Even great baseball teams lose games.  I am not sure the 2015 Royals qualify as ‘great’, but they are certainly very good…and they lost last night.  They lost in a game in which Ned Yost quite understandably sent Edinson Volquez out to start the eighth inning, only to see his starter fall victim to an infield hit, a walk, a swinging bunt and not exactly the most ‘ripped’ double of all-time.  Did Yost stay with Volquez too long in the eighth?  Sure, he did, but it was a weird inning that got away from the Royals’ manager and his team. Weird innings and slow decisions happen to good teams once in a while.

 

 

All of that is nothing to get too upset about.  My late night scan of Twitter indicated some people did get upset.  Although more people seemed to be upset about people being upset than there were actual people upset about the loss.   Twitter, maybe the world, was in a weird mood yesterday, with people exceptionally focused on proving how much more rational they were than other people and basically just plain argumentative about everything.  It was the kind of day that breeds an eighth inning like the Royals had last night.

Of the piles of douchery that was populating bandwidth last night, however, an interesting question did arise:  if the Royals has a one game lead in the division and a healthy Wade Davis, does Volquez come out in the eighth or pitch to as many batters once he ran into trouble?  I think most of us agree the answer is no to at least one of those propositions.  Therein lies the greater question.  How and how much should Ned Yost attempt to rest his team over the last two months of the regular season?

There is a delicate line there in that baseball is a game of repetition.  No one expects Alex Gordon to come back in early September and be in top form.  This is a sport, after all, that plays THIRTY exhibition games to get ready for a 162 game regular season.  One can’t sit Wade Davis for ten days and then expect him to be razor sharp his first time out.  There is nothing new to that or a surprise to anyone.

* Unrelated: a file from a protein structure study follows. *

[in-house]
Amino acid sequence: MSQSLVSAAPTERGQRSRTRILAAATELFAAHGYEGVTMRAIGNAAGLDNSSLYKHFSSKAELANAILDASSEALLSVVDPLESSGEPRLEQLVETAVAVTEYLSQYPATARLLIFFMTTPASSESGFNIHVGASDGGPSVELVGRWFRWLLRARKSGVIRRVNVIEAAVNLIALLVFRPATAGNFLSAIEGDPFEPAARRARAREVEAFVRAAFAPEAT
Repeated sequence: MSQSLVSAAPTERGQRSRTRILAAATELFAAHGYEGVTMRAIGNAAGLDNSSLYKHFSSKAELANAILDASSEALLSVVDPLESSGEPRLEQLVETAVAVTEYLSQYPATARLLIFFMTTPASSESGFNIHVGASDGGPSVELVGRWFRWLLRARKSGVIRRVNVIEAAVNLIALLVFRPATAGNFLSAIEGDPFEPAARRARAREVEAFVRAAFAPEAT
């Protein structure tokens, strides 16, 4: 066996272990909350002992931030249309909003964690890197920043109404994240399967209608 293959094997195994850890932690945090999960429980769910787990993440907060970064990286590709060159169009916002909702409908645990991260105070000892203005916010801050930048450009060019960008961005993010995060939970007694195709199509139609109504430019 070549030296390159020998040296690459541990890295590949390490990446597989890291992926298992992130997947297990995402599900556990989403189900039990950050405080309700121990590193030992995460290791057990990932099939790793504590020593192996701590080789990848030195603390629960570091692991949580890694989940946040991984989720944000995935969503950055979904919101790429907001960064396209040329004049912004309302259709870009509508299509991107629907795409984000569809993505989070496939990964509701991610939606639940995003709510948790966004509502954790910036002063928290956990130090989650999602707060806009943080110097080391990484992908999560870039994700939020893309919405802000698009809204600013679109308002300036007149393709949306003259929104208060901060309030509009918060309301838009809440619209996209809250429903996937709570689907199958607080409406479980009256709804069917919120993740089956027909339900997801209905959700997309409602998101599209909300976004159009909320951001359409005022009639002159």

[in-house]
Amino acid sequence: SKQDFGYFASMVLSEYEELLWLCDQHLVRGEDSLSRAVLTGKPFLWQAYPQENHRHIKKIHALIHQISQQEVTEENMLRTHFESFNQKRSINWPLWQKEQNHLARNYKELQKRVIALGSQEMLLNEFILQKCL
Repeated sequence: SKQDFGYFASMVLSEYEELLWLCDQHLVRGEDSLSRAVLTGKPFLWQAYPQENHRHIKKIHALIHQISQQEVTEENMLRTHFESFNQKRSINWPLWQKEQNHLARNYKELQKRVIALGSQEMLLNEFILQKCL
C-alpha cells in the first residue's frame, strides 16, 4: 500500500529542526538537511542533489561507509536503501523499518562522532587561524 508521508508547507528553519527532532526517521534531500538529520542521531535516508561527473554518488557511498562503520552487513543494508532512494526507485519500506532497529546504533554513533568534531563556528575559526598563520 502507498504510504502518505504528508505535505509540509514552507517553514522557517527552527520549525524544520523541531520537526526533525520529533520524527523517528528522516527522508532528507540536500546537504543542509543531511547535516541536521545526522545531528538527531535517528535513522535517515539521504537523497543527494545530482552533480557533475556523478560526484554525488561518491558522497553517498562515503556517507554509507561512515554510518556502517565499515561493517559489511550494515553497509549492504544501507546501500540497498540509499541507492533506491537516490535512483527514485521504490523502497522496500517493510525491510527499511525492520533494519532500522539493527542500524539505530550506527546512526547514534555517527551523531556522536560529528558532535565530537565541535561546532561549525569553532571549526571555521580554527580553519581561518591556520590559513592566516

Can you and should you, pull back the reigns to the point that your regulars are resting one or day days every week?  Where you best relievers are pitching only when they are perfectly healthy and then only every third day?  At one point do you get your team back into post-season mode prior to the actual post-season?  And how many games do they need to essentially ‘flip the switch’?

Since 2005, thirteen teams have won their division by 10 games or more and of those thirteen, only one has made it to the World Series (the Texas Rangers).  That number mostly points to the narrow margin for error in the playoffs, but does at least offer enough to make one leery of doing too much coasting into the post-season.   It will be an interesting test for Ned Yost, who has managed to make young players better and managed the latter half of 2014 like every game was a playoff game, but never been in an admittedly enviable situation like this.

For the record, I don’t mind trying to get through the eighth with Edinson Volquez last night or having Ryan Madson close out a one run game last Sunday.  It makes sense to not pitch Wade Davis with a sore back and to hold out Salvador Perez and his sore wrist even if it means letting Drew Butera bat with two on in the bottom of the ninth.  It is just one game after winning five straight and being a 99% lock to get to the playoffs.

The funny thing about ‘just one game’ is that sometimes those turn into more than one game and the next thing you know you have gone 13-17 and lost a little (or a lot – ask Oakland last year) of the team that surged to the best record in baseball.

Should Ned Yost rest players, get his regulars healthy and try to give the bullpen some light duty?  Without question he should, but he needs to do so with an eye on both keeping his team sharp and maintaining the number one seed in the post-season.  If you want to go play a game six or seven at Toronto, you are a more confident human than I!

If you are asking me, I would try to dance through August and the first week of September liberally resting regulars and relievers alike.  Come the last three weeks of the season, however, I would advocate locking in my playoff lineup and managing those final twenty or so regular season games as if it was the playoffs.  Sure, you don’t pitch HDH three days straight down the stretch or get ‘actual playoff crazy’, but I think you get the drift.

Last night was ‘just one game’ and, for once, that’s fine.  The Royals just need to not fill up August and September with a basket full of ‘just one games’.